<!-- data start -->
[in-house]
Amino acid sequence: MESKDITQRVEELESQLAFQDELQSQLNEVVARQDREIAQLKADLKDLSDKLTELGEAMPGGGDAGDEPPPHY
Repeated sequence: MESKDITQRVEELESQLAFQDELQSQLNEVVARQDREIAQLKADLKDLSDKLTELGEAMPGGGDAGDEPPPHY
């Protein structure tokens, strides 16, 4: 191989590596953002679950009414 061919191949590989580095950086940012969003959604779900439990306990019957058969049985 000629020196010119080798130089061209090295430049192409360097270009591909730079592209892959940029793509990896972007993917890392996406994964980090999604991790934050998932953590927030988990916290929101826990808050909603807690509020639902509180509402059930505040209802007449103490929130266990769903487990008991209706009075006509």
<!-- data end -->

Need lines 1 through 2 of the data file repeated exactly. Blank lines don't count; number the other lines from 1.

[in-house]
Amino acid sequence: MESKDITQRVEELESQLAFQDELQSQLNEVVARQDREIAQLKADLKDLSDKLTELGEAMPGGGDAGDEPPPHY